Rev. Horace M. Gallup, a resident of Ypsilanti for the past 15 years, is dead. He was born in New York State in 1826, and was pastor of the Baptist churches at Grass Lake and Saline before coming to Ypsilanti. He leaves a widow, one daughter, Mrs. J. J. Hansen, and one son, Frederick L. Gallup, assistant cashier of the First National Bank of Ypsilanti.

The two men who were arrested Sunday night on suspicion of being connected with the murder of John Casler, of Flint, were yesterday released. They were the parties that the telegram from Durand called for, but the sheriff of Genessee county upon thorough investigation decided there was not enough evidence to hold them. There is a new theory in regard to the murder.

On Monday evening Carl Bauer grand baden and Gustave Zindler grand secretary of the D. O. H. installed the officers of Germania Lodge, No. 467, D. O. H. They were : Louis Kurz, ober baden; Williain Leucht, unter baden; Louis Faber, secretary, Edward Stoll, treasurer, and Albert Lutz, cashier. After the work was completed the ladies of Friendship Lodge served a banquet. Toasts were given and a general good time was enjoyed.

Geo. Wilson was brought before Justice Doty charged with being drunk and disorderly on the glorious Fourth. He was charged up by his honor with $6.18 or 10 days. He took the 10 days. Alphonse Lemblie was brought before the judge charged with assault and battery on a small boy named Albert Peiski. He kicked the boy and hurt him badly. He was fined $10 and costs or 30 days. He was before the judge about a month ago charged with being drunk and received 15 days. Three civil snits were also heard. This is a pretty small grist for the next day after the Fourth. But then many people were out of the city.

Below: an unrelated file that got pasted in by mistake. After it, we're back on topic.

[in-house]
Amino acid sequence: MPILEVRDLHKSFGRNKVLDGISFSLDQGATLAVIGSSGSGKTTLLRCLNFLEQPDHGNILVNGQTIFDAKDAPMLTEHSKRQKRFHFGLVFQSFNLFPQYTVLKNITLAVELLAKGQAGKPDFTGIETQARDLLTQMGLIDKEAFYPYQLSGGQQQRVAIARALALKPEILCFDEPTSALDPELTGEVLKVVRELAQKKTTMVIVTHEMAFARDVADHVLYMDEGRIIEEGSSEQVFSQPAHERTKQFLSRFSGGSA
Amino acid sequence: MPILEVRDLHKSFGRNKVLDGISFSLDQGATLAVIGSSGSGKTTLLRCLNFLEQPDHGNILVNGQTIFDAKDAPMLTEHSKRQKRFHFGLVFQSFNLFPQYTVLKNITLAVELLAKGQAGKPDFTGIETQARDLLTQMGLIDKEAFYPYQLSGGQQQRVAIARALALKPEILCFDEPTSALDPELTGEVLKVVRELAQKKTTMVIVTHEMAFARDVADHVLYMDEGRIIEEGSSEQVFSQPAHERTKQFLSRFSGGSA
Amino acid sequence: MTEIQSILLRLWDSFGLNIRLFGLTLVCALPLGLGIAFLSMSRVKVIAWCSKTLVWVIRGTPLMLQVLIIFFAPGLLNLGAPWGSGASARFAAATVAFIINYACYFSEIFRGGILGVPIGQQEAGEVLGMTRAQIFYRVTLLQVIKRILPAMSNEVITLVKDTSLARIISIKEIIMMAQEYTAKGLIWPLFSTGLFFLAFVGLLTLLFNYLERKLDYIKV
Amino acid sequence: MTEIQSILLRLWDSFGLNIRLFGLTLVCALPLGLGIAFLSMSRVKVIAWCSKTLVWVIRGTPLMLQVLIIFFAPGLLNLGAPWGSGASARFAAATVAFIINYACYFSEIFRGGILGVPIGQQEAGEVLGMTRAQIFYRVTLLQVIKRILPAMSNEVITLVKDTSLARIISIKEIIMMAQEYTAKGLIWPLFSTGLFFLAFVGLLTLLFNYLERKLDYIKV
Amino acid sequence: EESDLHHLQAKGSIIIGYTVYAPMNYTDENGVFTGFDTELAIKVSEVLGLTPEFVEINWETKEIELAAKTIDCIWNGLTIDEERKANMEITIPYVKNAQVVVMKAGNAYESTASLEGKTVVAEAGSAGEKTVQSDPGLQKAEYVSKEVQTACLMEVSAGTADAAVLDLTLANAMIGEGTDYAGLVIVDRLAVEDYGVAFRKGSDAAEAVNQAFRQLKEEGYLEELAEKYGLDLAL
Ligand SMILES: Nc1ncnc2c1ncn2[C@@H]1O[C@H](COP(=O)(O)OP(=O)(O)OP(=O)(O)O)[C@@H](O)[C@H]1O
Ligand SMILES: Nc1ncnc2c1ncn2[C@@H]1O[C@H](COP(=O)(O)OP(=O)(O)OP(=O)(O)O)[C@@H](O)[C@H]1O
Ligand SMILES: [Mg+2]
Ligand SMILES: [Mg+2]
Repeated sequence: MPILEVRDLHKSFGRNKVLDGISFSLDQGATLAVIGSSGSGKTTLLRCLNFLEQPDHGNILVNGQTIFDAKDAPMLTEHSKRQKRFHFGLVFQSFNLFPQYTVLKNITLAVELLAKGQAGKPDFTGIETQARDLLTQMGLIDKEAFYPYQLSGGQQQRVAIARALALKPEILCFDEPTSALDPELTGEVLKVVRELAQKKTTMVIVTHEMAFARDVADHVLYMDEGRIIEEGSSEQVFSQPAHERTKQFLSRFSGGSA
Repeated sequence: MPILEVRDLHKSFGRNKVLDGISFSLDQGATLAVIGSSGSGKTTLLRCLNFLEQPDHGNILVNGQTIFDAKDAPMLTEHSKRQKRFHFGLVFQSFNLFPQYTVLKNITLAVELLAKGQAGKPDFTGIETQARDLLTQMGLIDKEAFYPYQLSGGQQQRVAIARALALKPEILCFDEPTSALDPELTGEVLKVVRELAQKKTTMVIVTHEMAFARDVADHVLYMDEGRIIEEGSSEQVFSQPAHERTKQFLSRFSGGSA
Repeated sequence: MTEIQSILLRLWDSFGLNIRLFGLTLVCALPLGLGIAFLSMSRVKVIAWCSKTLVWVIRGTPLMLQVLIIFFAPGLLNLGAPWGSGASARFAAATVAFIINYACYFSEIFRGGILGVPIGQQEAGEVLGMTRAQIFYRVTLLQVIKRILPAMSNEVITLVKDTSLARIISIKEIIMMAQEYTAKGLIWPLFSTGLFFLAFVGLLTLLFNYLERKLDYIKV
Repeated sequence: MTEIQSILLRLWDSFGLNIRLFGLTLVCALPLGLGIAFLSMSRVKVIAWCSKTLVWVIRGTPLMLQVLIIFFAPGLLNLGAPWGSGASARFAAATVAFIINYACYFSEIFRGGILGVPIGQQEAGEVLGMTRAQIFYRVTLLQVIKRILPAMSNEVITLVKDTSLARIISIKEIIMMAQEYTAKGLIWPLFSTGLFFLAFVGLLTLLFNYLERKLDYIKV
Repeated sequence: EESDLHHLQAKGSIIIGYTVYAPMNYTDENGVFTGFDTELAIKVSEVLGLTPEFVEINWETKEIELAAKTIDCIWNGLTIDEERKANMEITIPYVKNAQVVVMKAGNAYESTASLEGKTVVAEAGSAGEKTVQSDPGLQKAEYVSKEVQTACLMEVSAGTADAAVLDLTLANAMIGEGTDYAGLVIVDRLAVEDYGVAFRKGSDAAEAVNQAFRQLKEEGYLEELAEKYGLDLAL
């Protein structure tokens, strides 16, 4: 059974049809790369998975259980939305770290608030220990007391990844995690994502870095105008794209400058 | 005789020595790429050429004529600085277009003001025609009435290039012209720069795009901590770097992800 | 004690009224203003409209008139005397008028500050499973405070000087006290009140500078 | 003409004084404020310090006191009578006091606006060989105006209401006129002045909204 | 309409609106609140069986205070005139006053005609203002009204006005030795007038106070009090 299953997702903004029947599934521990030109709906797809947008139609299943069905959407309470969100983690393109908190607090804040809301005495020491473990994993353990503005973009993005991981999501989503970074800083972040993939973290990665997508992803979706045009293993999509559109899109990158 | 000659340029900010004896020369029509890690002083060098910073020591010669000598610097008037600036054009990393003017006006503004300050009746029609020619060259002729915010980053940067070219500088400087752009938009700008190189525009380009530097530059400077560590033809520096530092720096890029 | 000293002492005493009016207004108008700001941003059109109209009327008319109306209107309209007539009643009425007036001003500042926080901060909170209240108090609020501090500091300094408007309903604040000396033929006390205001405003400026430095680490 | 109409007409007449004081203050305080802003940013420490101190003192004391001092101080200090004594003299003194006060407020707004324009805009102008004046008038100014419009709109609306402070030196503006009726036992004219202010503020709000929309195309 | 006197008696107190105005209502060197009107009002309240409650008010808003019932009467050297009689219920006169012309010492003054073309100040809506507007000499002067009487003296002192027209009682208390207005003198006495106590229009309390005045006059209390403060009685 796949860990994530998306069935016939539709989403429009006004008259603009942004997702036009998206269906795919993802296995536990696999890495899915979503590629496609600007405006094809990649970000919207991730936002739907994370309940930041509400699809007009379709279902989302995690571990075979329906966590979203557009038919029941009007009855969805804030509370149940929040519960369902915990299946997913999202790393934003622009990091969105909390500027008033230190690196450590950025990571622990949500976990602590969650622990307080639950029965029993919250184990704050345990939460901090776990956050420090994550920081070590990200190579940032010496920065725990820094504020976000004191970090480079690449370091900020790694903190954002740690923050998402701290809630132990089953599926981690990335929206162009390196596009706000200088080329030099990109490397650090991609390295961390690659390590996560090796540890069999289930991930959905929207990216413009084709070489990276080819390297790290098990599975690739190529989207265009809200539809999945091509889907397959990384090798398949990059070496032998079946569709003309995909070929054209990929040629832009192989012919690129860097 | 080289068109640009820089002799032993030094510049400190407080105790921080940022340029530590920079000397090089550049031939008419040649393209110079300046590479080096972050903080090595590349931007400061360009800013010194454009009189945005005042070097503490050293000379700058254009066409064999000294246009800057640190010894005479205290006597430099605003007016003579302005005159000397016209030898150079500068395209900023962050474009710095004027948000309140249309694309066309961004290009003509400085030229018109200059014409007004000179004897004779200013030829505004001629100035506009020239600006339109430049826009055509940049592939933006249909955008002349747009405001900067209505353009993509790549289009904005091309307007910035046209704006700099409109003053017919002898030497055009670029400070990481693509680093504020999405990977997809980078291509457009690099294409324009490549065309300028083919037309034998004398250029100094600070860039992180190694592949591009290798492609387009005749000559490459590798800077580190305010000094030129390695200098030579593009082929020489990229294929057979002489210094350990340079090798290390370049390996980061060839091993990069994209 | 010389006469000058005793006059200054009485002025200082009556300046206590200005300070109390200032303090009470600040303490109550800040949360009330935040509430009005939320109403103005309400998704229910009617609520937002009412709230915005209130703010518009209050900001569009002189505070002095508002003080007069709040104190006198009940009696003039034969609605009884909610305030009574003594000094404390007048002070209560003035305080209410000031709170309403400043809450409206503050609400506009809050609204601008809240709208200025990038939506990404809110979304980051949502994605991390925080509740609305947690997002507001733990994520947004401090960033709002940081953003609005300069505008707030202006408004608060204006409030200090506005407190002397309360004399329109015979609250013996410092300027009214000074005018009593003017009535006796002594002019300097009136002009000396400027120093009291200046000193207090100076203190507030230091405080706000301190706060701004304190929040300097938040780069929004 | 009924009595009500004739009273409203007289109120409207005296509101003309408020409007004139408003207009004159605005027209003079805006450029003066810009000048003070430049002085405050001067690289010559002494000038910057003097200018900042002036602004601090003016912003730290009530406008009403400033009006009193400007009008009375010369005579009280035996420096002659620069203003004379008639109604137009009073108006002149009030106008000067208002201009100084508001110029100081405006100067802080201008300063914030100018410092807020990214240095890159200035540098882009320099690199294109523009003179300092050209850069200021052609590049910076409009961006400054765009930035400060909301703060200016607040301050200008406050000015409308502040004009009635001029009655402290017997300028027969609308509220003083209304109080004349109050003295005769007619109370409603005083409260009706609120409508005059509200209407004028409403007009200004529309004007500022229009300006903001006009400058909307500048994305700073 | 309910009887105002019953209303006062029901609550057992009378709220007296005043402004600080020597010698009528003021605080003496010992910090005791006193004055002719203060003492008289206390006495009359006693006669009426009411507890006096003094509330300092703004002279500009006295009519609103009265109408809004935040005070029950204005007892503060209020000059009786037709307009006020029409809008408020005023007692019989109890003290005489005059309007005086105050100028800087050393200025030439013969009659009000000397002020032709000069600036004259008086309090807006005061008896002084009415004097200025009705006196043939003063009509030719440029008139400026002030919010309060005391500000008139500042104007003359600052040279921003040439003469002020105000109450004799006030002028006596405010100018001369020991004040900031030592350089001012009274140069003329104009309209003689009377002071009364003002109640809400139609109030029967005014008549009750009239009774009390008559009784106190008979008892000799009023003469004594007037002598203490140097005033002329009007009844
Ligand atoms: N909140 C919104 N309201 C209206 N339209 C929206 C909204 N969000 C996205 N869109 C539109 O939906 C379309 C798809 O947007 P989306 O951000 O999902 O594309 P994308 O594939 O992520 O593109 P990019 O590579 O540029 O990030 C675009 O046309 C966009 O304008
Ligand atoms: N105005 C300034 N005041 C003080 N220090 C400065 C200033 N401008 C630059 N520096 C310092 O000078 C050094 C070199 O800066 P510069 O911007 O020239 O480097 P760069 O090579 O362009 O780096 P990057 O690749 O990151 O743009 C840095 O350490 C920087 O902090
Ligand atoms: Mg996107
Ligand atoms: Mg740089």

In the chancery case of Margaret Gallagher vs. Philip Duffy and Michael Duffy, heard by Judge Kinne last week Philip Duffy has filed an affidavit that after the hearing he had a conversation with his brother Edward Duffy who called his attention to a quit claim deed that he had received from his sister. He went home and after making a diligent search among his papers he found a quit claim deed given by Margaret Duffy. A copy of the deed is appended to the affidavit. This deed is dated July 16, '67, and given to Michael and Philip Duffy, for her undivided one-third interest in the farm in question the consideration being $500. It is witnessed by Edward Duffy but not acknowledged or recorded. Mr. Duffy therefore asks for leave to present more testimony in the case.

From Thursday's Daily Argus.

Mrs. J. O. Schryver, has broken ground for a new house on E. University ave.

Judge V. H. Lane has let a contract for a $4,000 residence on Forest ave. to Jacobus & Son.

Bert H. Laubengayer, of Scio, had a happy Fourth of July, welcoming a handsome girl baby.

Charles Pike, for 20 years a Michigan Central conductor had a leg amputated at Jackson for gangerene.

The funeral services of Edwin W. Ford, of Saline, were held yesterday, the Masonic burial service being used.

A pawn broker in our neighboring city of Jackson has at various times bought back 21 coats which have been stolen from him.